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Oxford Messed Up Paperback – November 17, 2011


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Product Details

  • Paperback: 336 pages
  • Publisher: Grant Place Press (November 17, 2011)
  • Language: English
  • ISBN-10: 0984675108
  • ISBN-13: 978-0984675104
  • Product Dimensions: 9 x 6.1 x 1.1 inches
  • Shipping Weight: 1.2 pounds (View shipping rates and policies)
  • Average Customer Review: 4.5 out of 5 stars  See all reviews (96 customer reviews)
  • Amazon Best Sellers Rank: #995,706 in Books (See Top 100 in Books)

Editorial Reviews

Review

A beautifully written and compelling love story about two messed up people who help each other face and overcome their demons.... The story gives a window into the mind of a woman, Gloria, who is suffering severe obsessive-compulsive disorder. We see her internal thoughts her critical, perfectionistic, sometimes grandiose, and always germ-phobic thoughts as well as the compulsive behaviors they lead to. We come intimately to know what it must feel like to have these struggles.... Oxford Messed Up shows nothing less than the redemptive power of love. --Elyn Saks, J.D., Ph.D., 2009 winner of the MacArthur Genius Grant and author of The Center Cannot Hold: My Journey Through Madness

In her first novel, Andrea Kayne Kaufman asks whether each of us, messed up in our own way, can choose to embrace happiness.... Van Morrison's lyrics provide a backdrop for this narrative, which is more than a love story it is a study of fatalistic optimism. I couldn't put this book down because Kaufman makes you care deeply about the individual journeys of her two protagonists. --Kathleen McCartney, Ph.D., Dean of the Harvard Graduate School of Education

Finally, a story that shows how powerful Cognitive Behavior Therapy really is, and a protagonist who is so much more than her OCD. You will root for Kaufman's characters because of their beautifully realized humanity, while you gain understanding of the constant undercurrent of noise in the mind of anyone who has OCD. This book accurately and finally portrays the recovery that is possible when OCD is treated correctly. Thank you, Andrea Kayne Kaufman, on behalf of all of us who struggle with anxiety, and on behalf of all of us searching for healing, growth and a beautiful love story! --Susan Richman, Honorary Chair, Board of Directors, OCD Chicago --Susan Richman, Honorary Chair, Board of Directors, OCD Chicago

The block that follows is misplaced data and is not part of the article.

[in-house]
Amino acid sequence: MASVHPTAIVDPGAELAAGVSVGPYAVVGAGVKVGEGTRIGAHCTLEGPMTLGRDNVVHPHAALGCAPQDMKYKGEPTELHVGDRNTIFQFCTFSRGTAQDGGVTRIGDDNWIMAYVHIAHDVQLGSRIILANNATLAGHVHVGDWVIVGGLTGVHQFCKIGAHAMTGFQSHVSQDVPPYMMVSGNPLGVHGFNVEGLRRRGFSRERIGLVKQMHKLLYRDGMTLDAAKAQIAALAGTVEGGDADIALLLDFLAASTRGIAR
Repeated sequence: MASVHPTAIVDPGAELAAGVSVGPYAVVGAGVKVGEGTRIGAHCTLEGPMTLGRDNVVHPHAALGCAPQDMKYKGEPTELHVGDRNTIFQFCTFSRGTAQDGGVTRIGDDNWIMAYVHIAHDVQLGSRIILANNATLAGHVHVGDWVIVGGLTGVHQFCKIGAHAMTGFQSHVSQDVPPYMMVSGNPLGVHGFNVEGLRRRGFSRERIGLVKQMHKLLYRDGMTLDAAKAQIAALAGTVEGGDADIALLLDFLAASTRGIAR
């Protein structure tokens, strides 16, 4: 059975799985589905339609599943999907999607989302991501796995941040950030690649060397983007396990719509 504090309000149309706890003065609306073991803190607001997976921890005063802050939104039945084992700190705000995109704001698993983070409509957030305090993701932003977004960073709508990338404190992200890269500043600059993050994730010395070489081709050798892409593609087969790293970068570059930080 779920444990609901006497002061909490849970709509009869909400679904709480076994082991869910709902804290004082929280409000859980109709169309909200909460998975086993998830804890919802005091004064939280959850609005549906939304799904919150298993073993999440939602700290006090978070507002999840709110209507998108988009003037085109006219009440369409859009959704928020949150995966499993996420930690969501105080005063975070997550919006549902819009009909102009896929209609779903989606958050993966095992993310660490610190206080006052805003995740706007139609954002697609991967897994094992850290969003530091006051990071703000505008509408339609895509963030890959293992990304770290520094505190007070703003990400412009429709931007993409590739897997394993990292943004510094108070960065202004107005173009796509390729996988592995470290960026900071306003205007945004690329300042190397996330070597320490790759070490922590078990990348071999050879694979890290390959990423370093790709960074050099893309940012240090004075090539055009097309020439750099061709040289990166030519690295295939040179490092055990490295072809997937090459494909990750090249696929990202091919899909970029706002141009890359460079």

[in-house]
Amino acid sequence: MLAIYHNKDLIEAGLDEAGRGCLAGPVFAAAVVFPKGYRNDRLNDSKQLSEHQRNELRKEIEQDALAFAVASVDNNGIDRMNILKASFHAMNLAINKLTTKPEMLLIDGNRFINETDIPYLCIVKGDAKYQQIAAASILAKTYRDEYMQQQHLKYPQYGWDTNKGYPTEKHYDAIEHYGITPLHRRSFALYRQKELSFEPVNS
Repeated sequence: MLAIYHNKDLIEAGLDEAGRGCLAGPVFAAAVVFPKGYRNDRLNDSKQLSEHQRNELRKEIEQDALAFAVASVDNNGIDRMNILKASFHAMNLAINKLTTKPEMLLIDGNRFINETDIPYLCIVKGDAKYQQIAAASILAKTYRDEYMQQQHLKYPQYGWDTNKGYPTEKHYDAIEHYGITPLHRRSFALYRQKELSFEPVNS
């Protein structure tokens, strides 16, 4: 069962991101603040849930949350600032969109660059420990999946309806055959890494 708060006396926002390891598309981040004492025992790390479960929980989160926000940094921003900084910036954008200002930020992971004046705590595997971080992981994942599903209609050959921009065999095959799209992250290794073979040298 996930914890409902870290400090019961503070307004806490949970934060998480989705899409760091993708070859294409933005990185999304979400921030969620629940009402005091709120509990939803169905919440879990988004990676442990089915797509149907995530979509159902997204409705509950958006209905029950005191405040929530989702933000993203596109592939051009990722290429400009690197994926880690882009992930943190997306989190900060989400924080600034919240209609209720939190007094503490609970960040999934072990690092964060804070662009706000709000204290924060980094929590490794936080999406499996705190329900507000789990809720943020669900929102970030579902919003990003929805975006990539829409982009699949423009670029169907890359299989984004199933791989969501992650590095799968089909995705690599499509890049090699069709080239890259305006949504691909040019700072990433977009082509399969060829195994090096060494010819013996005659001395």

In her first novel, Andrea Kayne Kaufman asks whether each of us, messed up in our own way, can choose to embrace happiness.... Van Morrison's lyrics provide a backdrop for this narrative, which is more than a love story it is a study of fatalistic optimism. I couldn't put this book down because Kaufman makes you care deeply about the individual journeys of her two protagonists. --Kathleen McCartney, Ph.D., Dean of the Harvard Graduate School of Education

Finally, a story that shows how powerful Cognitive Behavior Therapy really is, and a protagonist who is so much more than her OCD. You will root for Kaufman's characters because of their beautifully realized humanity, while you gain understanding of the constant undercurrent of noise in the mind of anyone who has OCD. This book accurately and finally portrays the recovery that is possible when OCD is treated correctly. Thank you, Andrea Kayne Kaufman, on behalf of all of us who struggle with anxiety, and on behalf of all of us searching for healing, growth and a beautiful love story! --Susan Richman, Honorary Chair, Board of Directors, OCD Chicago

About the Author

Andrea Kayne Kaufman is chair of the Department of Leadership, Language and Curriculum at the DePaul University College of Education in Chicago. An educator and attorney, she earned a B.A. from Vassar College, an M.A. from the Harvard Graduate School of Education, and a J.D. from the University of Pennsylvania Law School. She lives in Chicago with her husband and two children.

More About the Author

Andrea Kayne Kaufman has guided and mentored hundreds of students as a professor at the DePaul University College of Education. A professor and attorney who earned a bachelor's degree from Vassar College, a master's degree in Education from Harvard University and her Juris Doctor from the University of Pennsylvania Law School, Andrea has students who are primarily teachers, seeking masters and doctoral degrees in Educational Leadership to serve as principals and superintendents.